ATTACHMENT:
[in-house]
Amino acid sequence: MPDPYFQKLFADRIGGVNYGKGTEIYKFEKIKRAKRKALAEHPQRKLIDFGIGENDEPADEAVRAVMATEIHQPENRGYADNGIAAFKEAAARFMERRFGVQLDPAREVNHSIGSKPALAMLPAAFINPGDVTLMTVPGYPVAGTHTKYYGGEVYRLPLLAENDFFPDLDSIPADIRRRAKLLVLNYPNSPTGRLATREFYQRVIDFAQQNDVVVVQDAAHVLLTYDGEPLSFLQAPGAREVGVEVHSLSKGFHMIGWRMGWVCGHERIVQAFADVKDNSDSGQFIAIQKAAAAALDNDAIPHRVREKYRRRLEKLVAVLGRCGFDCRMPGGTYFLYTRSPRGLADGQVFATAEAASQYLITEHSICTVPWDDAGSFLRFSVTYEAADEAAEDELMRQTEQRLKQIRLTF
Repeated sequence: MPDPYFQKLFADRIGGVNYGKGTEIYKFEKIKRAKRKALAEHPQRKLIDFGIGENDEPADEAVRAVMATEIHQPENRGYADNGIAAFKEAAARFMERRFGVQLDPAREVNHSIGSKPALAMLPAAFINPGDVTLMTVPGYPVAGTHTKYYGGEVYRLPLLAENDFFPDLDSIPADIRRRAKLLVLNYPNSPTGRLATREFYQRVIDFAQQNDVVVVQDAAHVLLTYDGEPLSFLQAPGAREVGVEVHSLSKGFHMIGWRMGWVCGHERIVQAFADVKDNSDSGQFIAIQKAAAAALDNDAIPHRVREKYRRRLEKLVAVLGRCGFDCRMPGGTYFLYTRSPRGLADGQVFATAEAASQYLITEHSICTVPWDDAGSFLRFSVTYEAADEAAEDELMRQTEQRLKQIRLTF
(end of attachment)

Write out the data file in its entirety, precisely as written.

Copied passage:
[in-house]
Amino acid sequence: MPDPYFQKLFADRIGGVNYGKGTEIYKFEKIKRAKRKALAEHPQRKLIDFGIGENDEPADEAVRAVMATEIHQPENRGYADNGIAAFKEAAARFMERRFGVQLDPAREVNHSIGSKPALAMLPAAFINPGDVTLMTVPGYPVAGTHTKYYGGEVYRLPLLAENDFFPDLDSIPADIRRRAKLLVLNYPNSPTGRLATREFYQRVIDFAQQNDVVVVQDAAHVLLTYDGEPLSFLQAPGAREVGVEVHSLSKGFHMIGWRMGWVCGHERIVQAFADVKDNSDSGQFIAIQKAAAAALDNDAIPHRVREKYRRRLEKLVAVLGRCGFDCRMPGGTYFLYTRSPRGLADGQVFATAEAASQYLITEHSICTVPWDDAGSFLRFSVTYEAADEAAEDELMRQTEQRLKQIRLTF
Repeated sequence: MPDPYFQKLFADRIGGVNYGKGTEIYKFEKIKRAKRKALAEHPQRKLIDFGIGENDEPADEAVRAVMATEIHQPENRGYADNGIAAFKEAAARFMERRFGVQLDPAREVNHSIGSKPALAMLPAAFINPGDVTLMTVPGYPVAGTHTKYYGGEVYRLPLLAENDFFPDLDSIPADIRRRAKLLVLNYPNSPTGRLATREFYQRVIDFAQQNDVVVVQDAAHVLLTYDGEPLSFLQAPGAREVGVEVHSLSKGFHMIGWRMGWVCGHERIVQAFADVKDNSDSGQFIAIQKAAAAALDNDAIPHRVREKYRRRLEKLVAVLGRCGFDCRMPGGTYFLYTRSPRGLADGQVFATAEAASQYLITEHSICTVPWDDAGSFLRFSVTYEAADEAAEDELMRQTEQRLKQIRLTF